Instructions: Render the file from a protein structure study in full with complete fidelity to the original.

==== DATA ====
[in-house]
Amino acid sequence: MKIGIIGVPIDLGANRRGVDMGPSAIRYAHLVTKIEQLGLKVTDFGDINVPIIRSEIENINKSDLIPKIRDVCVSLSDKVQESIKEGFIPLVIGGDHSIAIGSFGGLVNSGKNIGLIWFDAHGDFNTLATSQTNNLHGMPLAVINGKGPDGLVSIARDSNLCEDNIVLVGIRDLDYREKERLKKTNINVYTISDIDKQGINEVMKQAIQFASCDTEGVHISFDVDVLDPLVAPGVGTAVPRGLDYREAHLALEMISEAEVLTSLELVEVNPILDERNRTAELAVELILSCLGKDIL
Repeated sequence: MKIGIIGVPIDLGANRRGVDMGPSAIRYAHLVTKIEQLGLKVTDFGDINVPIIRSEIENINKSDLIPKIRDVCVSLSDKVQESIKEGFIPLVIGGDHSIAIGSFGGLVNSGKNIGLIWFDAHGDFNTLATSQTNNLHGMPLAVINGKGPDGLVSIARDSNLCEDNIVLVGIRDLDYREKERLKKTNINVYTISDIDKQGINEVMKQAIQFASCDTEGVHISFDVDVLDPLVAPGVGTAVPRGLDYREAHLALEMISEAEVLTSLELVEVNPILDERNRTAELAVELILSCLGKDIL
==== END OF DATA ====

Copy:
[in-house]
Amino acid sequence: MKIGIIGVPIDLGANRRGVDMGPSAIRYAHLVTKIEQLGLKVTDFGDINVPIIRSEIENINKSDLIPKIRDVCVSLSDKVQESIKEGFIPLVIGGDHSIAIGSFGGLVNSGKNIGLIWFDAHGDFNTLATSQTNNLHGMPLAVINGKGPDGLVSIARDSNLCEDNIVLVGIRDLDYREKERLKKTNINVYTISDIDKQGINEVMKQAIQFASCDTEGVHISFDVDVLDPLVAPGVGTAVPRGLDYREAHLALEMISEAEVLTSLELVEVNPILDERNRTAELAVELILSCLGKDIL
Repeated sequence: MKIGIIGVPIDLGANRRGVDMGPSAIRYAHLVTKIEQLGLKVTDFGDINVPIIRSEIENINKSDLIPKIRDVCVSLSDKVQESIKEGFIPLVIGGDHSIAIGSFGGLVNSGKNIGLIWFDAHGDFNTLATSQTNNLHGMPLAVINGKGPDGLVSIARDSNLCEDNIVLVGIRDLDYREKERLKKTNINVYTISDIDKQGINEVMKQAIQFASCDTEGVHISFDVDVLDPLVAPGVGTAVPRGLDYREAHLALEMISEAEVLTSLELVEVNPILDERNRTAELAVELILSCLGKDIL